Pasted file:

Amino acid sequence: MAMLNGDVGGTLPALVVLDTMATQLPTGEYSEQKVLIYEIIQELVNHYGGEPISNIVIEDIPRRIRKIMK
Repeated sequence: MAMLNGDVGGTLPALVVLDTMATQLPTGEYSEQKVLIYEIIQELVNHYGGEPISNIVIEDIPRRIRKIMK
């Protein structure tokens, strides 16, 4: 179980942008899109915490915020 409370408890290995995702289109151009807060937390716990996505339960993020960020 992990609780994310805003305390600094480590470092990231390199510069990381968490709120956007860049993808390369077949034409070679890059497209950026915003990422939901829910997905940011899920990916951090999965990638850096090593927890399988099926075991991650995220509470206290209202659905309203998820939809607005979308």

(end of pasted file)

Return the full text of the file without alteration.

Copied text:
Amino acid sequence: MAMLNGDVGGTLPALVVLDTMATQLPTGEYSEQKVLIYEIIQELVNHYGGEPISNIVIEDIPRRIRKIMK
Repeated sequence: MAMLNGDVGGTLPALVVLDTMATQLPTGEYSEQKVLIYEIIQELVNHYGGEPISNIVIEDIPRRIRKIMK
């Protein structure tokens, strides 16, 4: 179980942008899109915490915020 409370408890290995995702289109151009807060937390716990996505339960993020960020 992990609780994310805003305390600094480590470092990231390199510069990381968490709120956007860049993808390369077949034409070679890059497209950026915003990422939901829910997905940011899920990916951090999965990638850096090593927890399988099926075991991650995220509470206290209202659905309203998820939809607005979308």